They are both at the pinnacle of the acting profession. Laden with Olivier and Evening Standard awards, they have had oddly similar careers. They both made their names in foppish parts, have both worked extensively with the Royal Shakespeare Company and the National Theatre, and are now associate directors of the latter. Each has starred in a major television series and in a high-profile stage musical. Trained at university and at drama school, they speak verse with extraordinary wit, speed, intelligence and fervour.
Yet it has taken Simon Russell Beale and Alex Jennings more than 20 years to coincide on stage in a play. They do so now in Nick Hytner's Olivier production of Ben Jonson's brilliant farcical satire, The Alchemist. They portray a couple of con-men who operate from a house in Blackfriars, where they exploit their victims' desperate gullibility in a variety of scams.
I met up with Russell Beale and Jennings during a lunch-break from rehearsal. It soon becomes clear that, as a double-act created in heaven but long delayed on earth, they are busily making up for lost time. Like all great theatrical duos, they present a potentially combustible contrast of physique and temperament coupled with a telepathic compatibility. Ideas tumble from the squat, meaty Beale, while the tall, debonair Jennings offers drolly paced, self-deprecating interventions.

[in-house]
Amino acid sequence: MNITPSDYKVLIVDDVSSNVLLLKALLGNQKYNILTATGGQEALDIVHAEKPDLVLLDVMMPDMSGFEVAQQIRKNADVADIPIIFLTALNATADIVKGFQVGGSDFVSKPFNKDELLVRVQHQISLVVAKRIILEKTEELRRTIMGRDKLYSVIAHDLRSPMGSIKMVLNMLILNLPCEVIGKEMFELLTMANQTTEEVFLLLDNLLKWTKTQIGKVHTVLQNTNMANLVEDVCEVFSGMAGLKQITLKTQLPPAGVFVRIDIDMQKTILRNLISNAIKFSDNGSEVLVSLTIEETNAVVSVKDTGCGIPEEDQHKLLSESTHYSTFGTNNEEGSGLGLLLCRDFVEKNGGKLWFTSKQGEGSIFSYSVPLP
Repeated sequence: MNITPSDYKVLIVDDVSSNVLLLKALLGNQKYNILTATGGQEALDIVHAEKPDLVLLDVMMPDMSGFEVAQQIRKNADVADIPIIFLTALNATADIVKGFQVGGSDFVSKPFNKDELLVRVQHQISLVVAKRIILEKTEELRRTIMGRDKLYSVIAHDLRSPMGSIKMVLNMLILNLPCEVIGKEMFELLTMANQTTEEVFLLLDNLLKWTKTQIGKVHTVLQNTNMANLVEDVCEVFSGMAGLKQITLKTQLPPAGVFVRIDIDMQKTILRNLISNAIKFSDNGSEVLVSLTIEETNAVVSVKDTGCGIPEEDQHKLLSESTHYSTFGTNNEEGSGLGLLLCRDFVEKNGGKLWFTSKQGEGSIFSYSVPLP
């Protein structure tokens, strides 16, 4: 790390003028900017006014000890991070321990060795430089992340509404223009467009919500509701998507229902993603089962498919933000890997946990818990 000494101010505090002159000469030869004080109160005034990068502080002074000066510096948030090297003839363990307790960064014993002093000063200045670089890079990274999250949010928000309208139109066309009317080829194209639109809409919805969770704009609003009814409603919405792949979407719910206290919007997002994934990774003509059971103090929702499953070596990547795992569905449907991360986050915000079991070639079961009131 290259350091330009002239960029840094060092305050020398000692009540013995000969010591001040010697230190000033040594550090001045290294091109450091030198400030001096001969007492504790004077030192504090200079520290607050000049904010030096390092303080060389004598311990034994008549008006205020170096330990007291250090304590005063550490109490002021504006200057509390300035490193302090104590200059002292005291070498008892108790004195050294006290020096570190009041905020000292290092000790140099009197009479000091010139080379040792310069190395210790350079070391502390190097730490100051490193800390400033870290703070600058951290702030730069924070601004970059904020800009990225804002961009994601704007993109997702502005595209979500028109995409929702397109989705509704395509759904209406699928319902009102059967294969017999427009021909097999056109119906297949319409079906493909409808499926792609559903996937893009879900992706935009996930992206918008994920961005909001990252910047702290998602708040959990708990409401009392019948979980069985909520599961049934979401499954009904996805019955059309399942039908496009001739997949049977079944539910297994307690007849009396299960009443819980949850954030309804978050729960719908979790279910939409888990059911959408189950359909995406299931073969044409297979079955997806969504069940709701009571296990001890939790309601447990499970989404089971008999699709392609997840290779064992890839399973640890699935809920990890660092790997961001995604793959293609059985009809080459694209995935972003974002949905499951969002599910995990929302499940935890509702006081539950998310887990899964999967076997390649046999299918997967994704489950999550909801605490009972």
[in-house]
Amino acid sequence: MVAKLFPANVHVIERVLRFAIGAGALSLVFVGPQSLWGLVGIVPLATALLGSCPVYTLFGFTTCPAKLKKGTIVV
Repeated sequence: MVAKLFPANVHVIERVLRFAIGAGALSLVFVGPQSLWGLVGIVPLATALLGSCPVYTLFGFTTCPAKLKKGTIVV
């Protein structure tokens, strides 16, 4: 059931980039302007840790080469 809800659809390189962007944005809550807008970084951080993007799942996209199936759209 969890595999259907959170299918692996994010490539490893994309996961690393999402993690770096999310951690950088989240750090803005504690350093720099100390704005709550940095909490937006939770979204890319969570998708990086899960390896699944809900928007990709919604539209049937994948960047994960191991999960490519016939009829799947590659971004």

They both played Hamlet when, as Jennings wryly remarks, they were "not in the first flush of youth" - indeed when they were pushing 40. "Of all parts, that's the one that's going to identify the type of actor you are", Russell Beale argues. If so, this suggests that Jennings is a dazzling chameleon (his Hamlet was a scathingly playful shape-shifter) while Russell Beale is an actor whose performances are like the latest instalments in a complex spiritual autobiography (his Hamlet was movingly informed by the recent death of his mother). "We've had a gag during rehearsals," says Jennings, "that my career has been based entirely on seeing Those Magnificent Men in Their Flying Machines at an impressionable age, whereas with Simon, [he adopts a self-mocking soppy-pious tone] 'I always go for the truth'"
"We both have moments in the other camp", says Russell Beale - for example, he's given several vertiginously high-definition performances (such as his unforgettable diseased-fop take on Thersites in Troilus and Cressida) and Jennings has produced portrayals that seem to draw on deep personal feeling (such as his brilliant study of Leontes as a dangerous combination of man and arrested boy in Nick Hytner's version of The Winter's Tale). But they agree that this distinction is broadly true.
Performing Ben Jonson puts a premium on the chameleonic style of acting. "They don't have a hinterland, these characters" says Russell Beale. "There isn't that sense of a huge landscape behind them of love and loss". He plays Face, who met Jennings's higher-born Subtle when both were on skid row. He subsequently got a job as a butler. While the master is away, he installs Subtle (who poses as an alchemist) and scouts round for likely victims. "There's a lot of tension between them based on class and education," reports Russell Beale, talking about the dynamics of the comic double-act. They have to play an assortment of invented selves, tailored to the particular desires of each client.